Technology innovations and design-build delivery systems made these projects faster, cheaper and smarter.
They may not be glamorous, but projects that enhance wastewater treatment are essential to the health and well-being of every community. These four award winners employed innovative technologies and project delivery methods to complete the work on schedule and on budget.
1. The Dale Mabry Diversion Project, Tampa, Florida
Florida Chapter American Public Works Association, 2017 Environment Project of the Year ($25 - $75 million category)
Two of the wastewater treatment plants in Hillsborough County, Florida, are more than 40 years old and costing the county millions of dollars a year to operate and repair. The $250 million Northwest Hillsborough Wastewater Consolidation Program will shut them down and consolidate wastewater treatment at the centralized Northwest Regional Water Reclamation Facility.
The first part of the project to be completed was the Dale Mabry Diversion Project. Westra Construction and the engineering firm of McKim and Creed worked together on this design/build project, which involved the construction of more than 12 miles of large-diameter force main pipe in a congested, multi-lane roadway corridor.
The project team used trenchless technology to install the pipe, employing 16 horizontal directional drills. The approach enabled the construction team to minimize traffic disruptions and avoid negative impacts to the surrounding environment.
2. Metro Denver Wastewater Reclamation District Northern Treatment Plant, Colorado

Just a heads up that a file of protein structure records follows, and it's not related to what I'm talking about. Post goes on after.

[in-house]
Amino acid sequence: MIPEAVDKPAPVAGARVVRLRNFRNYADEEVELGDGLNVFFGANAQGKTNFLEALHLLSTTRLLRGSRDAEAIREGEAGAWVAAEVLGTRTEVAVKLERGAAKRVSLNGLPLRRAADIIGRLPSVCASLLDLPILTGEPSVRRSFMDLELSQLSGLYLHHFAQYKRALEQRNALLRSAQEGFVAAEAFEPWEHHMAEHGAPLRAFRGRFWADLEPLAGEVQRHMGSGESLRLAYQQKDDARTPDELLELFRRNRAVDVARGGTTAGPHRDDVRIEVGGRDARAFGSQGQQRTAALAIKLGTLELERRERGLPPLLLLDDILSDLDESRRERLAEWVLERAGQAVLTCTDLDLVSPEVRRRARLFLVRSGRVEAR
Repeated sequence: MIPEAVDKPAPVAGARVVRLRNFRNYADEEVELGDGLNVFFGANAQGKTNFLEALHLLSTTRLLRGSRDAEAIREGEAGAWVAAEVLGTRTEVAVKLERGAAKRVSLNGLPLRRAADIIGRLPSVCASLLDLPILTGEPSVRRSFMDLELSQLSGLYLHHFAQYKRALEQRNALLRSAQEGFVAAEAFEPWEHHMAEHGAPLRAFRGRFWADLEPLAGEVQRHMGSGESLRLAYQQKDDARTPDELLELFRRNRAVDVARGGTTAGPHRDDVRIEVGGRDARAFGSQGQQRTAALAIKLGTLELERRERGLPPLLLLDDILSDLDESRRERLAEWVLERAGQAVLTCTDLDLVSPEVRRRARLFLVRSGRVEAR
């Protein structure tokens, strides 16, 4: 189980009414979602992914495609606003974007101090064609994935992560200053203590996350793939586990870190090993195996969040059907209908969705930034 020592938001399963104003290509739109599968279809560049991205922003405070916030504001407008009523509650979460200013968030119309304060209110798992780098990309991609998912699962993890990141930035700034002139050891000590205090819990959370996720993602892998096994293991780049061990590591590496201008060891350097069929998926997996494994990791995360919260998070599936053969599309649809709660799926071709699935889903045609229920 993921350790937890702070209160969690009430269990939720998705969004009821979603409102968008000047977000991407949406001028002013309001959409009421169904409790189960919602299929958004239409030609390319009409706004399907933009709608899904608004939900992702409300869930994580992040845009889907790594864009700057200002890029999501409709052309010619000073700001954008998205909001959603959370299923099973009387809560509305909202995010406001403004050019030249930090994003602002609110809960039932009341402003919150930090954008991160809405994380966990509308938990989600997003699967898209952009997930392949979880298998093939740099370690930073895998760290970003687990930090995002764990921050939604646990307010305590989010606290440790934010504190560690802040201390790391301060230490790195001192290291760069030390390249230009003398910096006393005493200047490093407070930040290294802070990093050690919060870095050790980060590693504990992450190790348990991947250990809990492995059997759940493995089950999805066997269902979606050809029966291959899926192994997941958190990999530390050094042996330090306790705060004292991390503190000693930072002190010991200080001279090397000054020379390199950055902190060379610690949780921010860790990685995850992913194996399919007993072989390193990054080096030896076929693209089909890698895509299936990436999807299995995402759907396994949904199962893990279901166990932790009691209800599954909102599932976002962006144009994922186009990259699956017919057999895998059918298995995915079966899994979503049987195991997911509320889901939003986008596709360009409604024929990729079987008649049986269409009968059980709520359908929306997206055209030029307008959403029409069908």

Design-Build Institute of America, 2017 Natonal Award of Merit, Water/Wastewater
Denver’s Metro Wastewater Reclamation District went the design-build route when letting this $475 million project. Work included construction of a treatment plant that can handle 24-million gallons of wastewater per day, of a 7-mile gravity interceptor and of an 11-mile pressurized force main.
Using BIM modeling software, the project team shared information about the design with all the disciplines and crafts involved in the project: architectural, structural, building mechanical, electrical, civil, process mechanical, piping and instrumentation. By using the design-build process, the project team was able to shorten the construction schedule and ensure that the project stayed within budget.
3. Ala Moana Wastewater Pump Station Force Mains #3 and #4, Honolulu Hawaii
American Society of Civil Engineers, 2017 Outstanding Civil Engineering Achievement, Grand Award Winner/ Best Water/Wastewater Environmental Project
To comply with the terms of an EPA consent decree, the City of Honolulu added two parallel 7,500-foot-long sewer force mains to increase its capacity for carrying raw sewage from the Ala Moana Wastewater Pump Station to the Sand Island Treatment Plant.
The pipes had to be installed at 85 feet below sea level in order to cross under the only entrance to Honolulu Harbor, which could not be blocked at any time. Challenging soil conditions and the position of piers at the harbor entrance further complicated pipe placement. The project team used 3-D, state-of-the art, finite elemental model analysis to evaluate various microtuneling and jacking alternatives. They completed the project on time and under budget.
4. Liberty Utilities and Wastewater Treatment Facilities, Liberty, Missouri
Design-Build Institute of America, 2017 National Award of Merit, Water/Wastewater
Rising rates for outsourcing wastewater treatment to Kansas City plus a desire to have sufficient capacity for future development spurred the city of Liberty to build its own wastewater treatment plant.
The City awarded Goodwin Brothers Construction a $78 million design-build contract that shortened what would have been a four-year building schedule under traditional design-bid-build into just 30 months. The work included construction of a treatment plant, force main, trunk sewers, pump stations and administration and maintenance facilities. It was the largest treatment plant in the state to use the design-build delivery system.
Freelance writer Mary Lou Jay writes about business and technical developments in a variety of industries. She has been covering residential and commercial construction for more than 25 years.
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